Childhood Fevers

The body temperature varies throughout the day and depends on physical activity and surrounding weather or temperature.  The normal temperature in adults is between 36.8-37.7 C and infants is between 36.5-38 C.  Fever is defined as having a temperature over 38.0 C (or 100.4 F).  Fever is the normal body’s response to fighting infections like coughs and colds.  If the child is eating, drinking or playing normally, the fever usually passes without problems after 3-4 days.

Common Causes for Childhood Fevers

  • Upper Respiratory Tract Infection (URTI) which is the common cold where the child has stuffy, runny nose, cough and sore throat
  • Influenza (known as flu) where there is runny nose, cough, sore throat with muscle ache, tiredness and chills
  • Ear infection
  • Tonsillitis
  • Gastroenteritis with diarrhoea, vomiting and stomach ache
  • Hand-Foot Mouth Disease (HFMD) with characteristic red spots on hands, feet and mouth
  • Dengue fever with headache, rash, muscle and joint aches
  • Urinary tract infection

Click to view Children’s Hospital of Philadelphia

How to Measure your Child’s Temperature

Use a thermometer suitable for your child’s age and check regularly to monitor the condition.

  • Axillary (armpit) digital thermometer if less than 4 weeks old
  • Axillary (armpit) digital or Tympanic infrared (ear) thermometer if older than 4 weeks

What you can do to help your child feel more comfortable

DO give plenty of fluids to drink

DO check on your child regularly including throughout the night

DO give anti-pyretics such as Paracetamol if the child is unwell

DO use a syringe to measure the medicine accurately (to prevent overdose)

DO feed them softer and easier to digest foods

DO dress your child in thinner comfortable clothes and stay in a cool room

DO give some tepid sponging on the forehead, arms and legs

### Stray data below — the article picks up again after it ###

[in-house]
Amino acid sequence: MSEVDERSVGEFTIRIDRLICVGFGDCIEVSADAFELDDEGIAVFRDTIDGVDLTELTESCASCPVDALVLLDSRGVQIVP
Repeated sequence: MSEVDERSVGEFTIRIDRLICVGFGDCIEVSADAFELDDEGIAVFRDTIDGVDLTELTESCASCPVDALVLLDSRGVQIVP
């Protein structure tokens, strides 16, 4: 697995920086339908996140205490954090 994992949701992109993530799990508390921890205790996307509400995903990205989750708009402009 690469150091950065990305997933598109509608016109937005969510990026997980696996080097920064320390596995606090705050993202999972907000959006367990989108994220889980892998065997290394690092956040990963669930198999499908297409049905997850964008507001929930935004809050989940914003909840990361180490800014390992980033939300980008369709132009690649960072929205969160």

DON’T give ASPIRIN to children

DON’T cover with thick blankets or excess clothing

DON’T wake your child up to take medication

Click to view KK Women’s and Children Hospital video on Childhood fever

Danger signs where you MUST see a doctor as soon as possible include;

  • Any child younger than 3 months with fever.
  • Fever which lasts more than 5 days
  • Fever is higher than 40 C (> 104 F)
  • Fever which does not respond to medication
  • There is a non-blanching rash which does not fade when pressed with a glass (known as the ‘glass test’) or there are red spots on the body, hands or feet
  • The hands or feet are unusually cold or looking pale and blue
  • The child appears to be getting worse
  • The child is sensitive to light or has some neck stiffness
  • The child is quiet or drowsy, not drinking / eating, not like him or her normal self or interested in playing
  • The child is agitated and does not stop crying
  • The child has difficulty breathing or feeling restless
  • The child has not passed urine for a long time (signs of dehydration)
  • The child has a fit or seizure

See your doctor or child specialist if your child has fever which is not improving

Disclaimer. TELEME blog posts contains general information about health conditions and treatments. It is not intended to be a substitute for professional medical advice, diagnosis or treatment. The information is not advice and should not be treated as such. 

If you think you may be suffering from any medical condition, you should seek immediate medical attention from your doctor or other professional healthcare providers. You should never delay seeking medical advice, disregard medical advice, or discontinue medical treatment because of information on this website.

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